Writing Our Dreams

Image by Carol Burbank

Lotus light by Carol Burbank

In the dreaming process of writing, we must sometimes return to the source, and listen to our dreams. Whether or not we actually write our night or daydream experiences down, they are the cartographers of the mind and heart. Paying attention to the stories we dream helps us write from our deepest lives, our imagination. These are the stories that matter. They shape our biography, our expectations, our hopes and our creativity. They help us tell our stories.

This morning I dreamed again about a job that taught me — no, forced me! — to face my deepest self, the part of me that needed to expand. In the dream, I understood my experience as ordinary, almost banal. This dream didn’t have the epic, dramatic tint to the experiences that felt so painful to me then. It was almost as if I was shown a neutral canvas. After I woke up, I remembered a colleague, who came to my office, looked into my eyes, and said — “Don’t say anything, just listen. Get out of here. Don’t get stuck. This is not a good place.”

What a paradox! No wonder I need to work out this particular puzzle in my dreams. I’ve been thinking all day, off and on, about that paradox. As I ask myself where the story lives, I’m thinking about an essay, to explore the evil of banality (as opposed to the classic, the banality of evil, a phrase that described Hitler’s micromanaged atrocities).

That’s not to say what I experienced was evil per se. Evil  is such a loaded word — terrorism and rape and poverty are genuine evils. But in my dream, I saw the machine of the workplace, and my memory of my colleagues warning shined a light on that machine that made me think about evil. As a writer, I get to play with that, whether or not anyone else ever reads my exploration.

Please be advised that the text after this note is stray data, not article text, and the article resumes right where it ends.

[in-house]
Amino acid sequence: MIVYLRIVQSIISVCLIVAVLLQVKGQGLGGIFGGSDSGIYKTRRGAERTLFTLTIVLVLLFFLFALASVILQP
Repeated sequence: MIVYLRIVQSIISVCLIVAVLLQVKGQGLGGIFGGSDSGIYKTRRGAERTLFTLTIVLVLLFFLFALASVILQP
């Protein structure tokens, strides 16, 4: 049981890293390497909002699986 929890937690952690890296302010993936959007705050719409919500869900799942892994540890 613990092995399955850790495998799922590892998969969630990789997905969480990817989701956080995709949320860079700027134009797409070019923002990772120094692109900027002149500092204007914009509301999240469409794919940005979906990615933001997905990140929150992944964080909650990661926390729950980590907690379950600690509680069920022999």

I don’t write about my own life much — it’s just not as interesting as more archetypal, mythic, magical things. But my dream pushed me into the autobiographical territory, offering something paradoxical, intriguing. It made me want to write, to figure out what I was trying to tell myself this morning.

Lying in bed that extra ten minutes to let the fullness of the dreamstory expand opened up a very cool can of worms. I’ve been writing long enough to celebrate that kind of inspiration, and trust that wherever it leads, I’ll catch some interesting wordfish.

Have you ever had a dream that prodded you to write? Let’s share the stories, and the writing that came out of them!


2 thoughts on “Writing Our Dreams

  1. mmmm, tasty!
    cartographers of the mind and heart well said!

    I had an experience like that where someone delivered a message. My father’s older sister lived far away from all the rest of the family and the story I learned about this was that her husband didn’t like her family. as I got older I blamed my grandmother, for she didn’t like him AT ALL. Which came first? Years later I am agonizing over divorcing my true love and abusive husband, she, with three lovely children and big shiny house, always all smiles, took me aside in the kitchen. “Get out while you can.” She looked at me, dead serious. I stared. She pasted her smile back on, and I never saw it slip again.

    wordfish new fave!


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